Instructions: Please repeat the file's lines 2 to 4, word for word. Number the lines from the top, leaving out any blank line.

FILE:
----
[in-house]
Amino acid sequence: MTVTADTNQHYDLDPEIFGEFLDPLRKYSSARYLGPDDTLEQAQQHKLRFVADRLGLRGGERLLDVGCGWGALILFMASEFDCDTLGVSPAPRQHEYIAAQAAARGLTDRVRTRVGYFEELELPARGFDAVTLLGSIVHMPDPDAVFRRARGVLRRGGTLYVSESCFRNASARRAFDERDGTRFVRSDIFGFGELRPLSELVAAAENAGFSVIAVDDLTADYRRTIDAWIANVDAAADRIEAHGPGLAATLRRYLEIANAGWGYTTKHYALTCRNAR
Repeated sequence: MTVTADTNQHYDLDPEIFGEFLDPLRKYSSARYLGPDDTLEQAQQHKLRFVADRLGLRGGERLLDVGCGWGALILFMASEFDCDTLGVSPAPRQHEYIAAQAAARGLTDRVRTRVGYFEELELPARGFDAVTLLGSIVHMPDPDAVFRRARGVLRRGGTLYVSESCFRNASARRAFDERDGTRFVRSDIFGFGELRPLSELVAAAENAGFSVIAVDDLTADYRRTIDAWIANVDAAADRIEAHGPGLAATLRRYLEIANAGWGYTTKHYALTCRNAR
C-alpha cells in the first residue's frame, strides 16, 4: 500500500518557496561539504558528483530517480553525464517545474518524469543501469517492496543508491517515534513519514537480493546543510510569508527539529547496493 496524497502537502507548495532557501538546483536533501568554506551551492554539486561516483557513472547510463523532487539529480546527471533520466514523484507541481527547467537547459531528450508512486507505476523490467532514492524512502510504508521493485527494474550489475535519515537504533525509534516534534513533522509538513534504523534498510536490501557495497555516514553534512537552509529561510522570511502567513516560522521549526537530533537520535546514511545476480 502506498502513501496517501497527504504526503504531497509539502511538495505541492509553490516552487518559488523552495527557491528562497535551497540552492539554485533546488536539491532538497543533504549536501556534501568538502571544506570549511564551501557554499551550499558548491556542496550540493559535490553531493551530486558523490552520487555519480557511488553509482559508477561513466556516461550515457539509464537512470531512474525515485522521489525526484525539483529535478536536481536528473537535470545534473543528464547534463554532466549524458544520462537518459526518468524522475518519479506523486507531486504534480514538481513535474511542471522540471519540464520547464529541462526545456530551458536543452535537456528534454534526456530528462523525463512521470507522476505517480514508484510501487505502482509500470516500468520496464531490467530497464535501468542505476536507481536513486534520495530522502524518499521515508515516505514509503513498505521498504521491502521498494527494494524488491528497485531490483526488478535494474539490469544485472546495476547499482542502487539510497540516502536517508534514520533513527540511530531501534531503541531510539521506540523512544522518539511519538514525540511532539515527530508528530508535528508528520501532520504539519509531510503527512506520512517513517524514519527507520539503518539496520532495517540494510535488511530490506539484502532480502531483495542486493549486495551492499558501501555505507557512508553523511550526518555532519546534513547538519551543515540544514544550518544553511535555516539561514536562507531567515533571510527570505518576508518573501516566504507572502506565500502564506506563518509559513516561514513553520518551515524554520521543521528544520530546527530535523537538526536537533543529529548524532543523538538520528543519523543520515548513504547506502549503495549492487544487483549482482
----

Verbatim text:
Amino acid sequence: MTVTADTNQHYDLDPEIFGEFLDPLRKYSSARYLGPDDTLEQAQQHKLRFVADRLGLRGGERLLDVGCGWGALILFMASEFDCDTLGVSPAPRQHEYIAAQAAARGLTDRVRTRVGYFEELELPARGFDAVTLLGSIVHMPDPDAVFRRARGVLRRGGTLYVSESCFRNASARRAFDERDGTRFVRSDIFGFGELRPLSELVAAAENAGFSVIAVDDLTADYRRTIDAWIANVDAAADRIEAHGPGLAATLRRYLEIANAGWGYTTKHYALTCRNAR
Repeated sequence: MTVTADTNQHYDLDPEIFGEFLDPLRKYSSARYLGPDDTLEQAQQHKLRFVADRLGLRGGERLLDVGCGWGALILFMASEFDCDTLGVSPAPRQHEYIAAQAAARGLTDRVRTRVGYFEELELPARGFDAVTLLGSIVHMPDPDAVFRRARGVLRRGGTLYVSESCFRNASARRAFDERDGTRFVRSDIFGFGELRPLSELVAAAENAGFSVIAVDDLTADYRRTIDAWIANVDAAADRIEAHGPGLAATLRRYLEIANAGWGYTTKHYALTCRNAR
C-alpha cells in the first residue's frame, strides 16, 4: 500500500518557496561539504558528483530517480553525464517545474518524469543501469517492496543508491517515534513519514537480493546543510510569508527539529547496493 496524497502537502507548495532557501538546483536533501568554506551551492554539486561516483557513472547510463523532487539529480546527471533520466514523484507541481527547467537547459531528450508512486507505476523490467532514492524512502510504508521493485527494474550489475535519515537504533525509534516534534513533522509538513534504523534498510536490501557495497555516514553534512537552509529561510522570511502567513516560522521549526537530533537520535546514511545476480 502506498502513501496517501497527504504526503504531497509539502511538495505541492509553490516552487518559488523552495527557491528562497535551497540552492539554485533546488536539491532538497543533504549536501556534501568538502571544506570549511564551501557554499551550499558548491556542496550540493559535490553531493551530486558523490552520487555519480557511488553509482559508477561513466556516461550515457539509464537512470531512474525515485522521489525526484525539483529535478536536481536528473537535470545534473543528464547534463554532466549524458544520462537518459526518468524522475518519479506523486507531486504534480514538481513535474511542471522540471519540464520547464529541462526545456530551458536543452535537456528534454534526456530528462523525463512521470507522476505517480514508484510501487505502482509500470516500468520496464531490467530497464535501468542505476536507481536513486534520495530522502524518499521515508515516505514509503513498505521498504521491502521498494527494494524488491528497485531490483526488478535494474539490469544485472546495476547499482542502487539510497540516502536517508534514520533513527540511530531501534531503541531510539521506540523512544522518539511519538514525540511532539515527530508528530508535528508528520501532520504539519509531510503527512506520512517513517524514519527507520539503518539496520532495517540494510535488511530490506539484502532480502531483495542486493549486495551492499558501501555505507557512508553523511550526518555532519546534513547538519551543515540544514544550518544553511535555516539561514536562507531567515533571510527570505518576508518573501516566504507572502506565500502564506506563518509559513516561514513553520518551515524554520521543521528544520530546527530535523537538526536537533543529529548524532543523538538520528543519523543520515548513504547506502549503495549492487544487483549482482